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Hidden Figures: The American Dream and the Untold Story of the Black Women Mathematicians Who Helped Win the Space Race (Inglês) Capa dura – 6 set 2016

4.0 de 5 estrelas 2 avaliações de clientes

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The #1 New York Times Bestseller

The phenomenal true story of the black female mathematicians at NASA whose calculations helped fuel some of America’s greatest achievements in space. Soon to be a major motion picture.

Before John Glenn orbited Earth or Neil Armstrong walked on the Moon, a group of dedicated female mathematicians known as “human computers” used pencils, slide rules, and adding machines to calculate the numbers that would launch rockets, and astronauts, into space.

Among these problem-solvers were a group of exceptionally talented African American women, some of the brightest minds of their generation. Originally relegated to teaching math in the South’s segregated public schools, they were called into service during the labor shortages of World War II, when America’s aeronautics industry was in dire need of anyone who had the right stuff. Suddenly, these overlooked math whizzes had a shot at jobs worthy of their skills, and they answered Uncle Sam’s call, moving to Hampton, Virginia, and entering the fascinating, high-energy world of the Langley Memorial Aeronautical Laboratory.

Even as Virginia’s Jim Crow laws required them to be segregated from their white counterparts, the women of Langley’s all-black “West Computing” group helped America achieve one of the things it desired most: a decisive victory over the Soviet Union in the Cold War, and complete domination of the heavens.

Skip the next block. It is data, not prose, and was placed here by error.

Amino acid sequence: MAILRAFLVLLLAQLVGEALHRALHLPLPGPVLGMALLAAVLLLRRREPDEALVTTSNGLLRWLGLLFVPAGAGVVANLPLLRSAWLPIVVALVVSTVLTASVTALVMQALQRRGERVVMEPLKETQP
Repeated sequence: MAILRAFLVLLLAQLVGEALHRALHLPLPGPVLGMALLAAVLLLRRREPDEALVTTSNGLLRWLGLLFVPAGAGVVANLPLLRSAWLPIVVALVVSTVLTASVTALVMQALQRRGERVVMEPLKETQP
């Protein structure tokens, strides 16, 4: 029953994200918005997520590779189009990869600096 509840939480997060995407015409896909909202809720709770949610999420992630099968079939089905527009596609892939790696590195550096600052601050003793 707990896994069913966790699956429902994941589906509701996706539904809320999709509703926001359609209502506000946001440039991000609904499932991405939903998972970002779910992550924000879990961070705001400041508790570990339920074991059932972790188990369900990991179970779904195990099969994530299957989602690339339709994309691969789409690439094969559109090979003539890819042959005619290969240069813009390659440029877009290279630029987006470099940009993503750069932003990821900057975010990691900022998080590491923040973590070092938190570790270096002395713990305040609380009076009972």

Starting in World War II and moving through to the Cold War, the Civil Rights Movement, and the Space Race, Hidden Figures follows the interwoven accounts of Dorothy Vaughan, Mary Jackson, Katherine Johnson, and Christine Darden, four African American women who participated in some of NASA’s greatest successes. It chronicles their careers over nearly three decades as they faced challenges, forged alliances, and used their intellect to change their own lives and their country’s future.

Sobre o Autor

Margot Lee Shetterly grew up in Hampton, Virginia, where she knew many of the women in her book Hidden Figures. She is an Alfred P. Sloan Foundation Fellow and the recipient of a Virginia Foundation for the Humanities grant for her research on women in computing. She lives in Charlottesville, Virginia.

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Formato: eBook Kindle Compra verificada
Muito bem escrito. A narração audible também é muito boa. Interessante para todas as audiências, mas principalmente para aquelas mulheres que lutaram para ser reconhecidas profissionalmente!
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Formato: eBook Kindle Compra verificada
esperava uma texto mais consistente. É um relato que não segue uma linha temática ou temporal. Achei o filme bem melhor que o livro
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Avaliações mais úteis de consumidores na Amazon.com (beta)

Amazon.com: 4.5 de 5 estrelas 1,049 avaliações
Esta avaliação foi considerada útil por 912 de 947 pessoa(s):
5.0 de 5 estrelas This is a great history book, not historical fiction 8 de setembro de 2016
Por JD - Publicada na Amazon.com
Formato: Capa dura Compra verificada
Much hullabaloo has appeared in social media based on the release of the preview for the movie based on this book. The movie will be historical fiction, the book is not. The book is as much about the advances and science done at NACA and NASA as it is about the black women who were an integral part of this piece of history. It is an easy reading book and most readers will find it an interesting read as well.

I was an officer in the Air Force for 20 years, working in the missile and space industry. I also lived in Hampton, VA, for 6 years growing up. I feel like the author has given me back a piece of my history that I never knew was missing. I've always known that there are women who went before, upon whose shoulders I stand, but it is incredible to add a deeper understanding of what that meant and to know their names.